What to do if you're away at college and a hurricane looms and you've never experienced one before
By Carolyn Sistrand, AccuWeather staff writer
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When a hurricane approaches, colleges and universities in the storm’s track must take action to ensure the safety of all students, staff and faculty.
Many students and parents find themselves in a particularly difficult situation. Students are, usually, living on campus and away from home for the first time.
While it may not be the first hurricane for some students, for most it’s the first hurricane they have to brace for on their own.
College and university campuses have emergency weather protocols, detailing what employees are required to report to work, what resources are offered for students and which campus facilities remain open.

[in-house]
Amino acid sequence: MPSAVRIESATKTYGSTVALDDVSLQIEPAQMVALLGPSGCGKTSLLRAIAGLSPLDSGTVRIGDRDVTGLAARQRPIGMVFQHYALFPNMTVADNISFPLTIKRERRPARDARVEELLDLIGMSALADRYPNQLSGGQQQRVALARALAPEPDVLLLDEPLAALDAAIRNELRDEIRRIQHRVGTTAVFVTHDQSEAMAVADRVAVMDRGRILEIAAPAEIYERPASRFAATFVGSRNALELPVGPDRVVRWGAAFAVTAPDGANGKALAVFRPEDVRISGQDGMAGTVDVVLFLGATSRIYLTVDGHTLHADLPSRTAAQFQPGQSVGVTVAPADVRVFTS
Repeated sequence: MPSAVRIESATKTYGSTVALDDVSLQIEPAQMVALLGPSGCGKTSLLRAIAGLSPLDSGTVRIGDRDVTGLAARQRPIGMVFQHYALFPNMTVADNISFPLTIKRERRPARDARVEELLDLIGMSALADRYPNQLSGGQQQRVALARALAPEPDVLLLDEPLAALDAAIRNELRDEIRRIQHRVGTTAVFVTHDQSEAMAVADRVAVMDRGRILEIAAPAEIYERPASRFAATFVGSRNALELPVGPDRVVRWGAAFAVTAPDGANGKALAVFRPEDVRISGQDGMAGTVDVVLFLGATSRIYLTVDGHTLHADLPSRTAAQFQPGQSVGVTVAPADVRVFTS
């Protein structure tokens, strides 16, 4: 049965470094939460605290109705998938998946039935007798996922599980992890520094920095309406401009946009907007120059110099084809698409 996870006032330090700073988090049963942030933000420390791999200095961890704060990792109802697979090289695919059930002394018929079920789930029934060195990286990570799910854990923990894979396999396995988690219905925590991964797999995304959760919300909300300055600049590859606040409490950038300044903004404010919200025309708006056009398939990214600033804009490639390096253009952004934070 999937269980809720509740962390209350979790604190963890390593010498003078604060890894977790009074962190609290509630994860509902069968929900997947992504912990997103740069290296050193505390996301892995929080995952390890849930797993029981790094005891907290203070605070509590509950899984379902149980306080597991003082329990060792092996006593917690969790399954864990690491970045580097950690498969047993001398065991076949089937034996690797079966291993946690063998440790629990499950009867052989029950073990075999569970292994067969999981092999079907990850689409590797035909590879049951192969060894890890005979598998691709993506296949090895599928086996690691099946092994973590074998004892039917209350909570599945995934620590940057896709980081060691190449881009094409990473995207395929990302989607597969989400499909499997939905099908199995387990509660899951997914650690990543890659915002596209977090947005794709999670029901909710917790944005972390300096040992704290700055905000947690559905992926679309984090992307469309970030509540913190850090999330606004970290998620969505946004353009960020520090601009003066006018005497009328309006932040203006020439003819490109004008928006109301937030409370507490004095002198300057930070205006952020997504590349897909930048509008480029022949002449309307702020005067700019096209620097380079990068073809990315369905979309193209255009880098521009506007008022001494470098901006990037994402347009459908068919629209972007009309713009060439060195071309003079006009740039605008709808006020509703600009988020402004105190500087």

Cell phone text alerts and social media circulation by colleges remain vital tools in communicating messages to students during a weather emergency. These tools allow announcements and updates to get out fast and inform the greatest number of people.
Location from the eye of the storm typically determines if a school should be evacuated. If the school does not evacuate, it still does not mean students should not prepare for power outages and days inside their dorms.
Although time stuck inside the dorms is not ideal, neither is evacuating from school.
If there is enough time, buses, flights and driving remain efficient ways of evacuating from an area. As the storm gets closer, however, evacuation becomes more difficult.
For students far from home, many colleges and universities will offer evacuation assistance, whether that is arranging for or providing transportation from the area. It is extremely important to remain aware of continual changes in weather patterns and to be checking updates so that anyone in need of evacuation assistance can receive it.
With an impending hurricane, students should take these necessary steps to prepare themselves ahead of any evacuation orders:
Listen to the suggestions and instructions of the school, local and state officials and the concerns of family to create a sound, reasonable evacuation plan.
For more safety and preparedness tips, visit AccuWeather.com/Ready.
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